Telemedicine reduces hospital readmissions after ACS

07/04/2024

ACC.24 – Using a telemedicine-based approach for post-ACS patients in the UK reduced readmissions, emergency department visits, unplanned coronary revascularizations, and patient-reported symptoms compared with standard care.

This summary is based on the presentation of Nasser Alshahrani, MSc (London, UK and Abha, Saudi Arabia) at the ACC.24 Scientific Session - Remote Acute Assessment Of Patients With High Cardiovascular Risk Post-acute Coronary Syndrome (TELE-ACS).

Introduction and methods

Following ACS, ~7% of patients die within 1 month of hospital discharge and up to 25% need to be readmitted. Almost half of these readmissions have a noncardiac cause. A telemonitoring system could potentially provide effective assessment of symptomatic patients following ACS and thereby reduce hospital readmissions.

The TELE-ACS (Remote Acute Assessment of Patients with High Cardiovascular Risk Post-Acute Coronary Syndrome) trial was an RCT conducted at large tertiary center in London, UK in which 337 patients with ACS and ≥1 additional CVD risk factor who underwent PCI as an inpatient were included. Participants were randomized before discharge to a telemedicine-based approach (comprising at-home monitoring with a 12-lead ECG belt, automated blood pressure monitor, and pulse oximeter, coupled with remote clinical assessment performed by an on-call cardiologist) or standard care for 6 months. In the intervention arm, a novel (internally validated) clinical decision support algorithm was used to assist the cardiologist in their decision-making.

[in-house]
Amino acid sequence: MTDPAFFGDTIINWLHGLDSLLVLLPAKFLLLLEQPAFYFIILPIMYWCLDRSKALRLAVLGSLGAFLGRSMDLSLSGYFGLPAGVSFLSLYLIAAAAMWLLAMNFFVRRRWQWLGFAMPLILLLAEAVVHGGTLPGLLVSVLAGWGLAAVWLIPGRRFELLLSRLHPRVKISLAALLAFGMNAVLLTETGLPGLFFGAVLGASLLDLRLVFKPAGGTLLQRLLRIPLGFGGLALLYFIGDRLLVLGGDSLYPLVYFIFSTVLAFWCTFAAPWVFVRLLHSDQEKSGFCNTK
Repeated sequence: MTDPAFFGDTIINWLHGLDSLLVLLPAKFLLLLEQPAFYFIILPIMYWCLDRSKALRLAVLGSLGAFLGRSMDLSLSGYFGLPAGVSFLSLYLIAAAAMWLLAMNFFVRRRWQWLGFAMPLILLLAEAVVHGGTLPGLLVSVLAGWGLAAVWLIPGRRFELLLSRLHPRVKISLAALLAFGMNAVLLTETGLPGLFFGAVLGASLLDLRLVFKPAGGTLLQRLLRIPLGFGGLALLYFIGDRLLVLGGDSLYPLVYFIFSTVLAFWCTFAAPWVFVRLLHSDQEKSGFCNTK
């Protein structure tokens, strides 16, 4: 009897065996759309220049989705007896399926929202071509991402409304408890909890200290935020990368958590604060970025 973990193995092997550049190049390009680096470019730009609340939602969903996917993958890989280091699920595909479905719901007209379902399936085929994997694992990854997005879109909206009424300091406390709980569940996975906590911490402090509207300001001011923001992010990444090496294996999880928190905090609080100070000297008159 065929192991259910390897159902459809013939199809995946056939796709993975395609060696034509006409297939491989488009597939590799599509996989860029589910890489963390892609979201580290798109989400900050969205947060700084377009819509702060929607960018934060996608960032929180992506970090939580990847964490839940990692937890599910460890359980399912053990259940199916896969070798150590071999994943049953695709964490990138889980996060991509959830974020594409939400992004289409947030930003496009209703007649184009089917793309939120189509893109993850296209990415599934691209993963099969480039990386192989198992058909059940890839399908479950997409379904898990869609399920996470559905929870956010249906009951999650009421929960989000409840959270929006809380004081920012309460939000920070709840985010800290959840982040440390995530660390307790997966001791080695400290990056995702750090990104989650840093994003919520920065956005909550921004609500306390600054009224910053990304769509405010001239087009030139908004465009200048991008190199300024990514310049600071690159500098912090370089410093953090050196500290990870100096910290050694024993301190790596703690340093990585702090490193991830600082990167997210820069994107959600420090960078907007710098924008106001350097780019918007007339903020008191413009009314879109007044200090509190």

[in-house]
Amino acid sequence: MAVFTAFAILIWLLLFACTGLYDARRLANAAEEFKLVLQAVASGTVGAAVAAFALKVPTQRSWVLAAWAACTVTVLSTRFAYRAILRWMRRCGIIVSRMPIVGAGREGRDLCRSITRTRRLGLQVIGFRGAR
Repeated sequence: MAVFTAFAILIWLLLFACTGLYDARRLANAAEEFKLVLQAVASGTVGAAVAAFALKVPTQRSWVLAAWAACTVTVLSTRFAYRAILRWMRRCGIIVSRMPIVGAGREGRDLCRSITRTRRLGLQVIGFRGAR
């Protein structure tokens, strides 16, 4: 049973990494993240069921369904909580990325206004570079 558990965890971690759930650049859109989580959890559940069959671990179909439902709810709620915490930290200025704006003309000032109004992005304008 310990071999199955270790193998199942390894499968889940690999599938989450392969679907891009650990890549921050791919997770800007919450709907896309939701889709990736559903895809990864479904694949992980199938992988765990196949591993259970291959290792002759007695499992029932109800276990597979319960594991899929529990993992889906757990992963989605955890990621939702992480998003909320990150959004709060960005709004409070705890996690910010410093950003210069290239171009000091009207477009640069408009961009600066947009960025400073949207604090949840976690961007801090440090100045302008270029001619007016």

The primary endpoint was the time to first hospital readmission at 6 months. Key secondary endpoints included time to first hospital readmission at 9 months; total length of hospital stay at 3, 6, and 9 months; MACE (MI, stroke, and all-cause mortality); medical intervention; time to emergency department (ED) visits; and patient-reported quality of life outcome measures.

Main results

  • The hospital readmission rate at 6 months was lower in patients randomized to the telemedicine-based approach (n=169) than those receiving standard care (n=168) (8% vs. 29%; HR: 0.24; 95%CI: 0.13–0.44; P<0.001).
  • At 9 months (3 months after cessation of the intervention), the readmission rate was also lower in the telemedicine group (12% vs. 30%; HR: 0.35; 95%CI: 0.21–0.59; P<0.001).
  • The total length of stay was shorter in the telemedicine group than in the standard-care group at 3 months (mean difference: –0.5 days; P<0.001), at 6 months (mean difference: –0.9 days; P<0.001), and at 9 months (mean difference: –0.6 days; P<0.001).
  • The number of ED visits was lower in the telemedicine group at both 6 months (24% vs. 37%; HR: 0.59; 95%CI: 0.40–0.89; P=0.01) and 9 months (32% vs. 44%; HR: 0.66; 95%CI: 0.46–0.94; P=0.02).
  • There was no significant difference in 6-month MACE rate between the two groups, although the number of patients with an MI was reduced in the telemedicine group compared with the standard-care group (7% vs. 22%; HR: 0.27; 95%CI: 0.14–0.53; P<0.001).
  • In the telemedicine group, fewer unplanned coronary revascularizations occurred at 6 months (3% vs. 9%; difference: –7%; 95%CI: –12% to –2%; P=0.01) and 9 months (3% vs. 10%; difference: –6%; 95%CI: –11% to –1%; P=0.03).
  • The frequency of patient-reported symptoms, such as shortness of breath (21% vs. 39%; P=0.001) and chest pain (9% vs. 24%; P=0.001), at 6 months was lower in the telemedicine group than in the standard-care group.

Conclusion

In the single-center TELE-ACS trial, the use of a telemedicine-based approach for the management of post-ACS patients was associated with reductions in hospital readmissions, ED visits, unplanned coronary revascularizations, and patient-reported symptoms compared with standard care.

Mr. Alshahrani pointed out that 86% of the study participants were male and may therefore not represent the global ACS population.

- Our reporting is based on the information provided at the ACC.24 Scientific Session -

The findings of this study were simultaneously published in J Am Coll Cardiol.

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